What are Crowns and Bridges?
20% Tax Refund on Crowns
Bridges and crowns are fixed prosthetic restorations used to restore missing or damaged teeth. These are either fixed to existing teeth on either side or on one side of the missing tooth gap, or are screwed to dental implants.
What Are Crowns?
Crowns are artificial teeth restorations made of porcelain and/or palladium, which are used to replace missing or damaged teeth. When teeth become severely worn, decayed or have large cavities, crowns may be used to cover or cap part of the tooth. Crowns or caps restore the tooth to a natural look and function.
When is a Crown necessary?
Crowns are recommended in a number of cases to restore and strengthen tooth structure. These include:
- When large existing fillings may have weakened the tooth or reduced its structure.
- Teeth at risk of fracture due to weakened structure.
- Teeth fractured and require restoration.
- Teeth damaged due to accident or injury.
- To provide added support for a prosthetic device, such as denture or bridge.
- To screw to a dental implant as a substitute artificial tooth.
- To cover and protect a tooth after root canal treatment and/or root filling.
- To improve tooth appearance by replacing discoloured fillings.
What are Crowns made of?
They are usually made of restorative materials such as porcelain and/or palladium. Most crowns consist of porcelain layers bonded to a precious metal base. The metal base serves as a platform to mount the porcelain artificial tooth.
Restorative material, such as porcelain, may be used without the metal base, but will not be as durable as bonded palladium or metal crowns.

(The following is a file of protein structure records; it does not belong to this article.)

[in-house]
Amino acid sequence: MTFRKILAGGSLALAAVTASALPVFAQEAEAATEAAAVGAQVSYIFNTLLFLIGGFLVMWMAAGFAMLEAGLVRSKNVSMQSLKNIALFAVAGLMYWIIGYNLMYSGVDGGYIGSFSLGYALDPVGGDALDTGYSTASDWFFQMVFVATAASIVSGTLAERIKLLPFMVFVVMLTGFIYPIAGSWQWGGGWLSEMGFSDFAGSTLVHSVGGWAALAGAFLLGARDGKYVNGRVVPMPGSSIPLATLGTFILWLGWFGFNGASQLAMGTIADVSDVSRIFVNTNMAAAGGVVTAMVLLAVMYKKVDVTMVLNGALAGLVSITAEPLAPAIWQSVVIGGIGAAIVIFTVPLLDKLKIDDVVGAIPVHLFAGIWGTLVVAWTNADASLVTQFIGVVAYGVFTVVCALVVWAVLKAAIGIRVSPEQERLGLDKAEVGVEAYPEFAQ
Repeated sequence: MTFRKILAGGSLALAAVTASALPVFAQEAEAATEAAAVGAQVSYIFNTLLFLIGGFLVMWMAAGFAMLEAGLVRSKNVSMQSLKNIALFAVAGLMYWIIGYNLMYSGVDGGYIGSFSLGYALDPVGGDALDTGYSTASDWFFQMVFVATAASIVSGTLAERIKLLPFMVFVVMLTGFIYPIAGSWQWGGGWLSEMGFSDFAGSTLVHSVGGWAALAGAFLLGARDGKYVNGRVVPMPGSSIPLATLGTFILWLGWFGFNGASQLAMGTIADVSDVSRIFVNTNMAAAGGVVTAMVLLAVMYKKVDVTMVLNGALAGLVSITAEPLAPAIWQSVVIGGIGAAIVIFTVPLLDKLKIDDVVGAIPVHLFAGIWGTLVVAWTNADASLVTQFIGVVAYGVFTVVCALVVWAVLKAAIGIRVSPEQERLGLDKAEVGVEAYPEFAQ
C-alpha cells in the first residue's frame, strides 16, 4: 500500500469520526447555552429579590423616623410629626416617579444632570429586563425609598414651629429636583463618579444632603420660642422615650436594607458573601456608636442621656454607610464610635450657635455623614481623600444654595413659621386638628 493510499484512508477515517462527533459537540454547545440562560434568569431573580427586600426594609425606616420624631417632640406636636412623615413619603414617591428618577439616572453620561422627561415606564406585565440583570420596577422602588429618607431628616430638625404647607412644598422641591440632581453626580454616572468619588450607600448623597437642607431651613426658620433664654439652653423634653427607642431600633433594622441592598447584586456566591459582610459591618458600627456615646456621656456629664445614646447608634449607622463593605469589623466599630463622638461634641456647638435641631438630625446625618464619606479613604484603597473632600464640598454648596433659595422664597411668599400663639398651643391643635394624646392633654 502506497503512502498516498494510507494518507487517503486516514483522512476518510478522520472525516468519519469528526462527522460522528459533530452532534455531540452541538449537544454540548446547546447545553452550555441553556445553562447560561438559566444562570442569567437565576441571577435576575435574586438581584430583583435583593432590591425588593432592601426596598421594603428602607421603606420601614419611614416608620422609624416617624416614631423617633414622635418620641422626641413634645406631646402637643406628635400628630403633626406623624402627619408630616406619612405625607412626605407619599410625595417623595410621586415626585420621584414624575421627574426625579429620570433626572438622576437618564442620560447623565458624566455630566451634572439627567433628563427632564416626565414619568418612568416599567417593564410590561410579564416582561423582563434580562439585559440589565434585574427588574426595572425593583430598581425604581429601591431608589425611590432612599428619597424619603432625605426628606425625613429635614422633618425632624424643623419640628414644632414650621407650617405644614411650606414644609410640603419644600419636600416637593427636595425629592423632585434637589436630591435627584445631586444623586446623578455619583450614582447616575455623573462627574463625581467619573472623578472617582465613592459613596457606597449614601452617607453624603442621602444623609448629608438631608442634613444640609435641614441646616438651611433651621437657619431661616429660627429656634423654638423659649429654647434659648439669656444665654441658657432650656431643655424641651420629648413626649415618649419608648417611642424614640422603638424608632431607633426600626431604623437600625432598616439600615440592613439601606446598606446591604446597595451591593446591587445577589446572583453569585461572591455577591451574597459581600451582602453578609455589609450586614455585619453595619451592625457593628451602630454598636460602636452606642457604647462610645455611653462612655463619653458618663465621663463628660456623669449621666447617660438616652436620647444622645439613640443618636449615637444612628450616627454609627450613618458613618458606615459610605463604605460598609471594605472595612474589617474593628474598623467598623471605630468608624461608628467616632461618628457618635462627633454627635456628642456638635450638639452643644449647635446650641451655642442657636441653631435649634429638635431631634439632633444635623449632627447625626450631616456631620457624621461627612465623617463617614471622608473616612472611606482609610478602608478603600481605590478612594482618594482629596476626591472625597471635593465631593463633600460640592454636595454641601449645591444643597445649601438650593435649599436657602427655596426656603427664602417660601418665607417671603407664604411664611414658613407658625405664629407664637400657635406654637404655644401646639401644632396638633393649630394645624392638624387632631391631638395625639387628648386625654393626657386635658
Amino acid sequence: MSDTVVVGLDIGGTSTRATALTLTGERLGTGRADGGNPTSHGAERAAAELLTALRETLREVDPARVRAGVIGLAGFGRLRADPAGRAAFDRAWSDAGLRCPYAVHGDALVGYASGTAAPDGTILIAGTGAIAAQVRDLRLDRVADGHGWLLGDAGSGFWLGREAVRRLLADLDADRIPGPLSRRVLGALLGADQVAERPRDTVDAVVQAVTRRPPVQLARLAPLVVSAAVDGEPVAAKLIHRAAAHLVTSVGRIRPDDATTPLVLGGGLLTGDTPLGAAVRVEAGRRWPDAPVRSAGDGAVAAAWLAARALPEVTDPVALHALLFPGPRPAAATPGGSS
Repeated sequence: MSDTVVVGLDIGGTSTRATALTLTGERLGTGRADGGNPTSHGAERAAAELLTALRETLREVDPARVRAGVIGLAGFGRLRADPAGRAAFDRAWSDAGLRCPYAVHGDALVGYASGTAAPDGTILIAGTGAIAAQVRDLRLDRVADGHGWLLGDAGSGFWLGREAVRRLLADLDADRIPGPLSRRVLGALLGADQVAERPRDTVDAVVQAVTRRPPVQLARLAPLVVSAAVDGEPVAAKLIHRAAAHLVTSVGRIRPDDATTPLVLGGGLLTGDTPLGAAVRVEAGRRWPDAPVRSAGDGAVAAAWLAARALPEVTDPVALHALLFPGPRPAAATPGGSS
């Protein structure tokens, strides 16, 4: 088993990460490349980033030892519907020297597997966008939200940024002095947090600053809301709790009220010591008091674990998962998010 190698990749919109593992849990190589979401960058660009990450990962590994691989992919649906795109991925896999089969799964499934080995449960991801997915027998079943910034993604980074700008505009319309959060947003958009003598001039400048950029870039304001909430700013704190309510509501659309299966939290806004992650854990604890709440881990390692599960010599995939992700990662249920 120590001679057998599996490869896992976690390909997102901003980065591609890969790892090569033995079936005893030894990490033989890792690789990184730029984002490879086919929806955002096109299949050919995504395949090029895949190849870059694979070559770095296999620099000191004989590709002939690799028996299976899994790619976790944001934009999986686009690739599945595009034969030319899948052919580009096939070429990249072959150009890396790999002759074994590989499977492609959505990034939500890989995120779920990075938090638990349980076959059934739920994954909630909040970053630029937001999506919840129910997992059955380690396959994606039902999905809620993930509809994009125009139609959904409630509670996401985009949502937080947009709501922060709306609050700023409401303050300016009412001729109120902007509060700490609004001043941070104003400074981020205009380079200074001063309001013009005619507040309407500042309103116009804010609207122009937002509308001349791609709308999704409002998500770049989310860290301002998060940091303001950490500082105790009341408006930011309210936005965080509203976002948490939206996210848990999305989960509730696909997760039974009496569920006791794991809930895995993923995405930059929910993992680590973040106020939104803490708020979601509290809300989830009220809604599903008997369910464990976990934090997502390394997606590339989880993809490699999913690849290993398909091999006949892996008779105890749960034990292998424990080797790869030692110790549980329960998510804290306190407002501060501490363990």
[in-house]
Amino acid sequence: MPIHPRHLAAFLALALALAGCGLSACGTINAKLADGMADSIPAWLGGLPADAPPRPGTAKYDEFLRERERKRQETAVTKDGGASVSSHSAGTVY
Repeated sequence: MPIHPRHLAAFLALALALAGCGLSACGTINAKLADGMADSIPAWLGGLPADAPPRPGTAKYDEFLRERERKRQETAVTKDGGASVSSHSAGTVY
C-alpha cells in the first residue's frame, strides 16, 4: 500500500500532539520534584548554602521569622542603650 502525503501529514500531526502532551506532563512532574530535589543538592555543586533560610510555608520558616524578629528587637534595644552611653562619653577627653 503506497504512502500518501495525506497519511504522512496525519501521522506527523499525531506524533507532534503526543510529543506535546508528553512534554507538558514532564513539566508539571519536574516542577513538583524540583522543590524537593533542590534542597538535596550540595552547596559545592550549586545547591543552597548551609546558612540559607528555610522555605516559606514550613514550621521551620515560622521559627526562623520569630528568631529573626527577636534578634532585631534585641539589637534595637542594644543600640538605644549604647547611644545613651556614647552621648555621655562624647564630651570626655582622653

Non-metal porcelain crowns are ideal to improve the cosmetic appearance of front teeth, and for treating young people because of their natural, white-tooth look. Metal or palladium may be used without porcelain to create strong, hard and durable crowns. These types of crowns are usually placed on the rear teeth so they are less visible and secure healthy chewing function.
What is involved in preparing a tooth for a Crown?
Crowns replace part or whole teeth with damaged tooth structure. If the tooth is missing a crown may be used as a whole replacement tooth. The missing tooth gap and surrounding teeth are checked to ensure they are infection-free and clean, before the crown is fixed in place.
Where existing damaged tooth structure is still present, the outer tooth surface may be removed and the inner core tooth structure shaped. A dental impression is taken and the crown is custom-made to fit over the reshaped tooth. A temporary plastic crown is fitted until the final crown or cap is ready for fixture. Crowns may be fixed on either side of the jaw for healthy bite function.
How are Crowns made?
Once the dentist has assessed the treatment site to receive a crown and the dental impression is made, the dimensions are handed to a Dental Technician. They will make a precise model of the teeth and gums. Crowns are then custom-made in a laboratory to provide perfect fit as an artificial tooth replacement or restoration.
Are Crowns noticeable?
Crowns are not noticeable to others because they are designed to look just like normal teeth and are made to match the tooth-shade of surrounding teeth. Temporary plastic crowns may be noticeable, though they are soon replaced with discreet, permanent crowns.
If located at the front of the mouth crowns are usually made of porcelain or porcelain bonded to metal base. The metal base is not obvious to others. Metal or porcelain and metal bonded crowns may be placed at the rear of the mouth. In this position they are discreet and provide added strength for chewing.
What is the duration of Crown and Bridge treatment?
Crown and bridge treatment varies in treatment time depending on what is involved, if one or more teeth are being replaced or if partial tooth structure requires restoration.
Time is taken to prepare the treatment site, make a dental impression, obtain accurate measurements of size, shape and shade, and for placing the temporary crown – followed by the final crown being attached.
In some cases two dental visits may suffice. However, more may be necessary depending on the level of care required. Our dentist will discuss the duration of treatment. Get in touch with us for further information about crown and bridge restorations.